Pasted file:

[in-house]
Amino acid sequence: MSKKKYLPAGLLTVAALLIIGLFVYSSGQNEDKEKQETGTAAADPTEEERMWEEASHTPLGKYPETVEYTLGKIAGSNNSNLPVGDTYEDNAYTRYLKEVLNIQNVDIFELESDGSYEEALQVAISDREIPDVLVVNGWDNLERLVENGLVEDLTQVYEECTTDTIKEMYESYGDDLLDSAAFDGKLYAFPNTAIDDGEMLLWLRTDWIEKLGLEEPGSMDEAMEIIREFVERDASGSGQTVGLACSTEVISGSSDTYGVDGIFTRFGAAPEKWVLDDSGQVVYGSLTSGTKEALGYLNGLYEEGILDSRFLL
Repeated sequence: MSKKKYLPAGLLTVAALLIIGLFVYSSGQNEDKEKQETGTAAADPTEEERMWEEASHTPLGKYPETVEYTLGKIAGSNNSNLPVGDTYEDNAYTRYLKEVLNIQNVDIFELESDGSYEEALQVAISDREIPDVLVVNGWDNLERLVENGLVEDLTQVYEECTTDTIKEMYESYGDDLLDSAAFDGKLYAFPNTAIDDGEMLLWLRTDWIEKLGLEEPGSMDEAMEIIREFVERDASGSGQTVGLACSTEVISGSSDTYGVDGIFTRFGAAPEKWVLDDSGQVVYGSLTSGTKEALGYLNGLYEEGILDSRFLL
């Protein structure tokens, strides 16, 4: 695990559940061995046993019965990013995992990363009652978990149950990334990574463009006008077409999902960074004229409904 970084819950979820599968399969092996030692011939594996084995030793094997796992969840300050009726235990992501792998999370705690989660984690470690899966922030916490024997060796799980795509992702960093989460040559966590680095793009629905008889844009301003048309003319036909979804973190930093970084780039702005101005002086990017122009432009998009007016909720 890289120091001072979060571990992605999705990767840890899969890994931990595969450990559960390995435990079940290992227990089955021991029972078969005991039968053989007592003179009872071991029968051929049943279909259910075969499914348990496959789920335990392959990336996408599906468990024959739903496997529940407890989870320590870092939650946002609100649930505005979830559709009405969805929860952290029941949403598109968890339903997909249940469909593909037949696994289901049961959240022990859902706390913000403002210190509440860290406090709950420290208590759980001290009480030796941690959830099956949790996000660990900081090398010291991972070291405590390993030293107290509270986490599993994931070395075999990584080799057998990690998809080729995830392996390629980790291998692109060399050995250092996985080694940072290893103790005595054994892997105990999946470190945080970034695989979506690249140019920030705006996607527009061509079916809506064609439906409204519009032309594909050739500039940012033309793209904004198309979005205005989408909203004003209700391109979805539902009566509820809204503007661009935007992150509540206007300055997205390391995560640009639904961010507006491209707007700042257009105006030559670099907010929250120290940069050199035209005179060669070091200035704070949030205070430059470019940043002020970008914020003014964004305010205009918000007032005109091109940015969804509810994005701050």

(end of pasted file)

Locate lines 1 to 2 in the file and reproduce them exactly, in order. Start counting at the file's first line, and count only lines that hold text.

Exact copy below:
[in-house]
Amino acid sequence: MSKKKYLPAGLLTVAALLIIGLFVYSSGQNEDKEKQETGTAAADPTEEERMWEEASHTPLGKYPETVEYTLGKIAGSNNSNLPVGDTYEDNAYTRYLKEVLNIQNVDIFELESDGSYEEALQVAISDREIPDVLVVNGWDNLERLVENGLVEDLTQVYEECTTDTIKEMYESYGDDLLDSAAFDGKLYAFPNTAIDDGEMLLWLRTDWIEKLGLEEPGSMDEAMEIIREFVERDASGSGQTVGLACSTEVISGSSDTYGVDGIFTRFGAAPEKWVLDDSGQVVYGSLTSGTKEALGYLNGLYEEGILDSRFLL